Myasthenia gravis is a debilitating autoimmune disorder that manifests clinically as muscle weakness and fatigability. Early and late onset forms of myasthenia gravis have distinct epidemiological and pathological characteristics. However, little is known about the immunological mechanisms that lead to the development of autoantibodies against the acetylcholine receptor in the majority of these patients.
In a new study led by Dr Lahiru Handunnetthi (Academic Clinical Lecturer at NDCN), a team of researchers used cutting-edge genomic methodology to identify disease-relevant genes. The methodology integrated genome-wide study findings with cell-type-specific information such as gene expression patterns and promotor-enhancer interactions. This approach shed light on the underlying mechanisms for early and late forms of myasthenia gravis.
The genes prioritised in this study highlight several key differences in the immunological pathways between early and late onset myasthenia gravis. The researchers identified a unique role for the innate immune system in early onset disease, whereas they found multiple layers of evidence for T-cell pathways in late onset disease. Furthermore, the researchers demonstrated for the first time that causal genetic variants linked to late onset disease result in low expression of CTLA4 in CD4+ T-cells.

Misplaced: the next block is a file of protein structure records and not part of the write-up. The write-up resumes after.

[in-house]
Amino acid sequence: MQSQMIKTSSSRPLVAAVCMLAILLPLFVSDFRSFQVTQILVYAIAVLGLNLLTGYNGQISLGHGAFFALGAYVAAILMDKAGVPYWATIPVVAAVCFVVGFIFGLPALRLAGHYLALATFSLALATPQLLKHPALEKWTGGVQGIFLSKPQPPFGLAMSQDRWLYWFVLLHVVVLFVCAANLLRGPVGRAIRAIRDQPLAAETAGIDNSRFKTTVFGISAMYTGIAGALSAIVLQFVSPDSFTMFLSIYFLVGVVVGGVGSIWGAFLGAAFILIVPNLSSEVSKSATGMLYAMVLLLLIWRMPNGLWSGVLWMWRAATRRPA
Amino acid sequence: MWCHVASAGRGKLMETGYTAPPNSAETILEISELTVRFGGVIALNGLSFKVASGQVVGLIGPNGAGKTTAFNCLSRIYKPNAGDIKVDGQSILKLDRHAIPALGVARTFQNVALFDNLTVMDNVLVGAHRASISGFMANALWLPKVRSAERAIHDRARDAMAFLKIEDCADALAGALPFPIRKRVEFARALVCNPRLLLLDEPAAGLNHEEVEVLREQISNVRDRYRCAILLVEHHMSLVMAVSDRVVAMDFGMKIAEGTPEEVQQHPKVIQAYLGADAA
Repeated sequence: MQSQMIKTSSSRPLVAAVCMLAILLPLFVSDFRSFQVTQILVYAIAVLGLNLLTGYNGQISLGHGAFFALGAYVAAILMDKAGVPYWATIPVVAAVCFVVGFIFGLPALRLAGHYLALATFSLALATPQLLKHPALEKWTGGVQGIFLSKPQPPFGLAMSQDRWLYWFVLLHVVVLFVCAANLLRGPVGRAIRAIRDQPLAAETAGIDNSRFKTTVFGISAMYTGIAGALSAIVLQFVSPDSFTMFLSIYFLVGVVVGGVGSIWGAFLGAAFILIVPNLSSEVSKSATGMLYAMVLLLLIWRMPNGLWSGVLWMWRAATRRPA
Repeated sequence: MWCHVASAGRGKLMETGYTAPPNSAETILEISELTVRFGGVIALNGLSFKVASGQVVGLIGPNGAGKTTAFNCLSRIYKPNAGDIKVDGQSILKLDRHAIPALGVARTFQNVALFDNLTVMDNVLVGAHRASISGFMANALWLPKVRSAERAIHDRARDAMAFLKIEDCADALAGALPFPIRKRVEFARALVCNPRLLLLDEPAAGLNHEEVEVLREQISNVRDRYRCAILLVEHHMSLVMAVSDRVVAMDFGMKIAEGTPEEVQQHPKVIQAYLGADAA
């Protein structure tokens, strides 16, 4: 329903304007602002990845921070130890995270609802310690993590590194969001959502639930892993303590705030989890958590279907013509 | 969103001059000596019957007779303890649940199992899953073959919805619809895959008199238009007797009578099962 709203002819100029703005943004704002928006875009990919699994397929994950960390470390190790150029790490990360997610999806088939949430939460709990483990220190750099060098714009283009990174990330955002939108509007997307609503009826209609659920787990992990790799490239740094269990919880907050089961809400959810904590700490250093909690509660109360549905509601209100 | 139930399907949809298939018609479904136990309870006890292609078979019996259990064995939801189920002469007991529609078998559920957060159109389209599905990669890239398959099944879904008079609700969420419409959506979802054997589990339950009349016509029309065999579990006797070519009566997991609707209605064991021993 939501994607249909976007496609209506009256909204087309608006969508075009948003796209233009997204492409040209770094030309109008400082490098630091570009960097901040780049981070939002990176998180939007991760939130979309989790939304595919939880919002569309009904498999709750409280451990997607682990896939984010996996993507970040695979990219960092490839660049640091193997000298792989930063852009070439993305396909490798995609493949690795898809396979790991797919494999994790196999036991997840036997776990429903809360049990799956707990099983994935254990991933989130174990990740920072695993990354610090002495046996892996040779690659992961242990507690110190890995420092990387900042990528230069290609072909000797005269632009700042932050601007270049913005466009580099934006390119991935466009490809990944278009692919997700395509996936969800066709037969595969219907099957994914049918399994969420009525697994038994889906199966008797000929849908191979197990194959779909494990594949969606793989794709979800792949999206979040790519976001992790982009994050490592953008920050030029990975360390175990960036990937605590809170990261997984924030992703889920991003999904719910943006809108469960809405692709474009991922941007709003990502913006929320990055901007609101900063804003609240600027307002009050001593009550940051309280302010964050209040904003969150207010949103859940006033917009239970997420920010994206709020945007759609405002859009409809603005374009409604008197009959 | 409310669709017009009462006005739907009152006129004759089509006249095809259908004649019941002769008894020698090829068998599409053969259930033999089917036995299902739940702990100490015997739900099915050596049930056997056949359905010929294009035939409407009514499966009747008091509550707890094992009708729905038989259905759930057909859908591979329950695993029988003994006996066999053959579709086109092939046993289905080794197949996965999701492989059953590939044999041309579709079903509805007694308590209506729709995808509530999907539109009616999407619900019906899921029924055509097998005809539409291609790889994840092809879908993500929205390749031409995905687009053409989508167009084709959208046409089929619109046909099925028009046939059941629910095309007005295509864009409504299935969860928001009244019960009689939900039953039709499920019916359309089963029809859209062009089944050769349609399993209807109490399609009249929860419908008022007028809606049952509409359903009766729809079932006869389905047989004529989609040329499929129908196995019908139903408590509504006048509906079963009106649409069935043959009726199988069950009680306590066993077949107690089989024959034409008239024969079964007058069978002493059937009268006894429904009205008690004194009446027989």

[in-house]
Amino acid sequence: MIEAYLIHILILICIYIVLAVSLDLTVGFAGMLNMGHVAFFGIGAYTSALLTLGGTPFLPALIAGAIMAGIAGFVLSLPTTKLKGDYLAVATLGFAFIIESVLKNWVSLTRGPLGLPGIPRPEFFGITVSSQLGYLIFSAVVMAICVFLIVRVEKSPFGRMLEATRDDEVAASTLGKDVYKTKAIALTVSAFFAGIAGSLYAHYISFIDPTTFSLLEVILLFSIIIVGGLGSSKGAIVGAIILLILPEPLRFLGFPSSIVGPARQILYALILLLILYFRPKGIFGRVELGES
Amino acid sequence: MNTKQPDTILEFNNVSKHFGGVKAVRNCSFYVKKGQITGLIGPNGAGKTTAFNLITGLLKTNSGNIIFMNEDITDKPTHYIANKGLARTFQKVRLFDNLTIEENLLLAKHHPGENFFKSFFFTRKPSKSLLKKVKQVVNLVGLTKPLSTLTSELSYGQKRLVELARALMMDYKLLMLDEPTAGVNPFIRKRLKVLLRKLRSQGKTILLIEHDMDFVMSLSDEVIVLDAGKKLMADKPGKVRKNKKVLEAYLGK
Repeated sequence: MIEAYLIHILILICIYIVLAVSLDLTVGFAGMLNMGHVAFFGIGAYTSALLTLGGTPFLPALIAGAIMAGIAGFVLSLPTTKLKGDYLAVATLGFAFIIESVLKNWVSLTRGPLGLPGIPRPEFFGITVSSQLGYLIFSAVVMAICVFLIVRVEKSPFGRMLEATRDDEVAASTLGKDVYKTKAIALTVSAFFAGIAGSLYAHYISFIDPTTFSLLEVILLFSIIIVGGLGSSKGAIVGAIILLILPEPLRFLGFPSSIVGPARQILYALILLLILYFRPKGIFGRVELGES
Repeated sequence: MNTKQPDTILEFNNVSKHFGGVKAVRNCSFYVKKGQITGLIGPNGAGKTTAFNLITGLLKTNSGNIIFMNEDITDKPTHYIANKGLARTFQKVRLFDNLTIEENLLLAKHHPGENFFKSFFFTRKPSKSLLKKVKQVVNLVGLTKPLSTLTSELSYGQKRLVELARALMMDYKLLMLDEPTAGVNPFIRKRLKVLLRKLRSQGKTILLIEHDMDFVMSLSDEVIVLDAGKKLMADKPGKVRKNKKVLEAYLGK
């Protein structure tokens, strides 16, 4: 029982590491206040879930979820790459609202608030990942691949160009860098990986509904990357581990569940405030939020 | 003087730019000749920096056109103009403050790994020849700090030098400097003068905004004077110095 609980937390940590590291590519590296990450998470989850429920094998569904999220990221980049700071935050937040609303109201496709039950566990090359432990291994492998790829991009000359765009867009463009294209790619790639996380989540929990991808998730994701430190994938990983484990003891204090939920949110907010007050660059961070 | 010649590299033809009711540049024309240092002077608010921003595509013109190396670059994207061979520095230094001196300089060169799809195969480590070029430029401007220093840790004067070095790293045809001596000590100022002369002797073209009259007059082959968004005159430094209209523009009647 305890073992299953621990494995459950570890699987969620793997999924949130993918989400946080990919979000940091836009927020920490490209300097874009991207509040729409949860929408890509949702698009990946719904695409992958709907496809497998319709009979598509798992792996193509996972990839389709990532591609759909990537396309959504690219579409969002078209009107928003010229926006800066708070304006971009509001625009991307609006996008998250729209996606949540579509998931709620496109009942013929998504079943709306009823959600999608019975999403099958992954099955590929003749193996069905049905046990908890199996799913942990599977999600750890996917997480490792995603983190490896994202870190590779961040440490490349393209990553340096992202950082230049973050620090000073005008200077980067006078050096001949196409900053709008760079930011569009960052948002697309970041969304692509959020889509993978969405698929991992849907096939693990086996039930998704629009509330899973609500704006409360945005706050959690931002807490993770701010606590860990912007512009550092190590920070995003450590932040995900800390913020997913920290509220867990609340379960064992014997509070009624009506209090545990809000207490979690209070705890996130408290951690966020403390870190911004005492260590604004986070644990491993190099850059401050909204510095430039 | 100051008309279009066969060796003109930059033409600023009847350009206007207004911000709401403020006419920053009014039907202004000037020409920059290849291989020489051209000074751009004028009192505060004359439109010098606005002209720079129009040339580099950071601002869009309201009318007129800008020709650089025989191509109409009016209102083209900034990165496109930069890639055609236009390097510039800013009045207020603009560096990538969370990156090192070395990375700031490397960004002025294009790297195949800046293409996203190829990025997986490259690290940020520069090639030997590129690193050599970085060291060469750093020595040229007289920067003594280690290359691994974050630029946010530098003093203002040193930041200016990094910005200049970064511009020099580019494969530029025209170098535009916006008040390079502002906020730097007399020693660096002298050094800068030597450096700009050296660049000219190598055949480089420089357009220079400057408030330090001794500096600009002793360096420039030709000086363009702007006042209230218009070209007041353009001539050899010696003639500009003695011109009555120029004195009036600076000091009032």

The disease-relevant genes identified in this study are a unique resource for clinicians, scientists and the pharmaceutical industry. The distinct immunological pathways linked to early and late onset myasthenia gravis carry important implications for repurposing existing drugs, and for future drug development.
The researchers plan to carry out further studies at single cell level with the help of funding from the Human Immune Discovery Initiative. They are also working towards early preclinical studies to help target existing and novel therapeutic agents for early and late forms of myasthenia gravis.
This work was carried out in collaboration with Professor Julian Knight at the Wellcome Centre for Human Genetics and Professor Sarosh Irani from NDCN as well as others from the Wellcome Sanger Institute and Estonian Genome Centre.